‘As I had not studied Electronics at KS3 I was not really 100% sure what to expect but after doing the taster lesson I thought this was the subject for me and I have not looked back since. I really want to do something with electronics now as a career.’
GCSE Electronics is extremely rare to find as a subject taught in schools giving you a real edge over other students having it on your CV.
The study of Electronics will enable you to develop an understanding of electronic components, systems, processes and methods. The contents of your study will help you answer questions about actual circuits and solve practical engineering tasks. The theory studied will be reinforced by practical investigations, and design and make tasks throughout the course of study
You will develop the scientific and engineering skills to analyse and design electronic systems for a range of practical situations. You will learn about and work with a wide range of digital and analogue electrical and electronic systems. For instance, you will be involved in:
- designing logic circuits to perform a set task
- testing amplifier circuits for their suitability
- programming a microcontroller (a computer on a single chip), and wiring the microcontroller into a circuit to control processes in the real world
- designing, manufacturing and testing a series of fully working circuits
How will I be assessed?
This course is assessed through three components – two external examinations sat at the end of year 11 and one non-exam assessment:
- Component 1 Discovering Electronics: written examination, 1 hour 30 minutes, 40% of qualification. A mix of short answer questions, structured questions and extended writing questions, with some set in a practical context.
- Component 2 Application of Electronics: written examination, 1 hour 30 minutes, 40% of qualification. A mix of short answer questions, structured questions and extended writing questions, with some set in a practical context.
- Component 3 Extended system design and realisation task: non-exam assessment, 20% of qualification. An extended system design and realisation task to assess electronics skills.
What will I learn?
Electronic systems and sub-systems
This topic explores how systems can be represented in terms of sensing, processing and output sub-systems. It investigates the types of components making up each sub-system and the need for transducer drivers.
This topic covers the use of standard circuit symbols used to communicate electronic circuits. It investigates circuits in terms of voltage, current, resistance, energy and power and how they can be measured.
Resistive components in circuits
This topic focuses on the use of resistors in series and parallel, including the E24 code for values. It investigates the use of voltage dividers in sensing circuits with a range of input components and the use of current limiting resistors for output with LEDs.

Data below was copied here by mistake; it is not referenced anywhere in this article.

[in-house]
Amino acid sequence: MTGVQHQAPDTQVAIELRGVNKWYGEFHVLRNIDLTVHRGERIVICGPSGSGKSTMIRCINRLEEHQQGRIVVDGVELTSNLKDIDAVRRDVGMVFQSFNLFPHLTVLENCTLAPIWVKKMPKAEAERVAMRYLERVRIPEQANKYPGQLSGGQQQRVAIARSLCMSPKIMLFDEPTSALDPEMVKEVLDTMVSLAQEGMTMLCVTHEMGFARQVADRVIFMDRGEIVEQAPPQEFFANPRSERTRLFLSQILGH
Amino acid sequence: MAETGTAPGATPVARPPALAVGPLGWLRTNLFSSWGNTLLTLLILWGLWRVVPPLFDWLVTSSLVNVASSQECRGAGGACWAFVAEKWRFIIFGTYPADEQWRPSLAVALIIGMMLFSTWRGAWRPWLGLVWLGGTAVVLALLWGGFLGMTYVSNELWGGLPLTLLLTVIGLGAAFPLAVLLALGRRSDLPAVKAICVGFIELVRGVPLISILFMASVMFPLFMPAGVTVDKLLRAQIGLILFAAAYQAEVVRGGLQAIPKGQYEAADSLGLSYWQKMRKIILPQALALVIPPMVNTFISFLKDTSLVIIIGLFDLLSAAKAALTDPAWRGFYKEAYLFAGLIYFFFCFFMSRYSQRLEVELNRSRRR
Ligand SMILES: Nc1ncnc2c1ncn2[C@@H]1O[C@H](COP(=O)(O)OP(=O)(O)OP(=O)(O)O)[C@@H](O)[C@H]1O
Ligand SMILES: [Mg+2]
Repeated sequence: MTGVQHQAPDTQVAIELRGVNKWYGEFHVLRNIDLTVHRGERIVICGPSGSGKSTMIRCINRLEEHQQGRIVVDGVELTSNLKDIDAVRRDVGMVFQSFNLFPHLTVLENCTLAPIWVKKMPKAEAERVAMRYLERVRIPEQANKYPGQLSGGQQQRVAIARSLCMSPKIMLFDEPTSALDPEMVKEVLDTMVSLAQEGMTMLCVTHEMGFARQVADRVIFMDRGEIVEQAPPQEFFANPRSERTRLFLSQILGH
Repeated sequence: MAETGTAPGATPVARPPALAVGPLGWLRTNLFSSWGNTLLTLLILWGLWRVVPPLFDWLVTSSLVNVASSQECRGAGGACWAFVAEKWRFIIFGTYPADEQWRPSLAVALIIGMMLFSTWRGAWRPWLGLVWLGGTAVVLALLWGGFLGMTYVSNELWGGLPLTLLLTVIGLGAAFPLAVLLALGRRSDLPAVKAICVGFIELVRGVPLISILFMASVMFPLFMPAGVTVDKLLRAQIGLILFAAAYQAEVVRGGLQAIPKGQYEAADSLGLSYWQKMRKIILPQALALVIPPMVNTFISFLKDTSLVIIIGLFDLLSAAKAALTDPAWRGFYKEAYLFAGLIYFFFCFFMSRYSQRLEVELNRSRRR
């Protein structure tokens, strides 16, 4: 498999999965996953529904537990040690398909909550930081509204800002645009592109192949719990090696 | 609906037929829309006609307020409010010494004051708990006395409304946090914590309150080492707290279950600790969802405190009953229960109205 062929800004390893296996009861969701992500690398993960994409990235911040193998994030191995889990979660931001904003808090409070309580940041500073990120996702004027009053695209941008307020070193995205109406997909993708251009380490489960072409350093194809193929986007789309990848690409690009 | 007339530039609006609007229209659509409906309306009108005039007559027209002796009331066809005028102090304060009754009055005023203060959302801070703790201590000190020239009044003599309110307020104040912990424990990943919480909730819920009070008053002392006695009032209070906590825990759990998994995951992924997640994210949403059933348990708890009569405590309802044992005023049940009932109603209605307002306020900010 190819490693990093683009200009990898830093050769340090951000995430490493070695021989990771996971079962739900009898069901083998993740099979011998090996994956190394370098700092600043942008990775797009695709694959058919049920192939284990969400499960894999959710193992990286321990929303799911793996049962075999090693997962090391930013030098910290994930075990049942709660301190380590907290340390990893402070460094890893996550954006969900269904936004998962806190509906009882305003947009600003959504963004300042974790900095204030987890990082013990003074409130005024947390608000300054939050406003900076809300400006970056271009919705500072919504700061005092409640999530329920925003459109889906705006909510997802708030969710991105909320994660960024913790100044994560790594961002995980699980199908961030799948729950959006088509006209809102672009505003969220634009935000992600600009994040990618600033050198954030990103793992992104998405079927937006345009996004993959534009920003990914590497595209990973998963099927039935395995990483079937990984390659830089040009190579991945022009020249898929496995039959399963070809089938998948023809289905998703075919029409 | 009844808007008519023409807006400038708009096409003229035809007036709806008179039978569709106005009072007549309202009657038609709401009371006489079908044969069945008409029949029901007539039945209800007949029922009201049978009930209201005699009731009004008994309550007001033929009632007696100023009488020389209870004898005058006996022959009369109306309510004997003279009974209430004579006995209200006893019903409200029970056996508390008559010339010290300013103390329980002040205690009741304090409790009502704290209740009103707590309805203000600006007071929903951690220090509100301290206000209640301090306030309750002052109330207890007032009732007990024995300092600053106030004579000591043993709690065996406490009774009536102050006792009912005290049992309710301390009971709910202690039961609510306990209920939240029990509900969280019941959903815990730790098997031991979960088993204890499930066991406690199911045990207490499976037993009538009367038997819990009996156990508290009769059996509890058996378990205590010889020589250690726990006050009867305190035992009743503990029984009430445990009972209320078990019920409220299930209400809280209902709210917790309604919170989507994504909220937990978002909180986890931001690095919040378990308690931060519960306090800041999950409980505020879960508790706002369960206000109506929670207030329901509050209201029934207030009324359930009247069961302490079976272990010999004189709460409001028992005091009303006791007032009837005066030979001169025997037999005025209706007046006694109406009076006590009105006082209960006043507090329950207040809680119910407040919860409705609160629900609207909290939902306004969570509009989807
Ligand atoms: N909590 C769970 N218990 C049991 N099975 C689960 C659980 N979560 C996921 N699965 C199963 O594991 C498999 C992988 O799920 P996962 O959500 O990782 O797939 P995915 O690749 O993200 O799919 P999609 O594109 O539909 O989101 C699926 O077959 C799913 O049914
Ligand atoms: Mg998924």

This topic looks at the operation and use of n-channel enhancement mode MOSFETs, npn transistors and voltage comparator ICs in switching circuits.
Applications of diodes
This topic studies the characteristics of silicon diodes and their use for component protection and as half-wave rectifiers for AC circuits. The use of zener diodes in voltage regulation circuits is also covered.
Combinational logic systems
This topic explores logic and the use of a range of logic gates to design systems to a given specification using truth tables and Boolean identities. Logic circuit simplification and NAND gate redundancy is also introduced.
This topic covers how amplifiers work and their limitations. The topic also covers the circuits for non-inverting, inverting and summing operational amplifiers (op-amps).
This topic covers the use of RC networks to create time delays and the operation of a 555 timer IC as a monostable and/or astable timer.
This topic covers the action and design of latches, BCD and decade counters, including the use of timing diagrams.
Interfacing digital to analogue circuits
This topic covers an introduction to the interfacing of digital to analogue circuits. It develops the use of transistors, comparators and Schmitt inverters for interfacing between digital and analogue systems.
This topic introduces the microcontroller as a programmable integrated circuit and explores how it is interfaced and programmed through flowcharts to perform tasks.
What could I do next?
The knowledge and skills you will learn and practice throughout the course will help you to progress to Level 3 courses or apprenticeships in electronics or wider engineering areas, such as T Level Engineering, BTEC Engineering, process control, systems design, manufacturing, robotics/automation and medical services. The transferrable skills developed by studying electronics are actively sought out by employers. Many of our partner companies are in the electronics sector and offer us visits and work experience.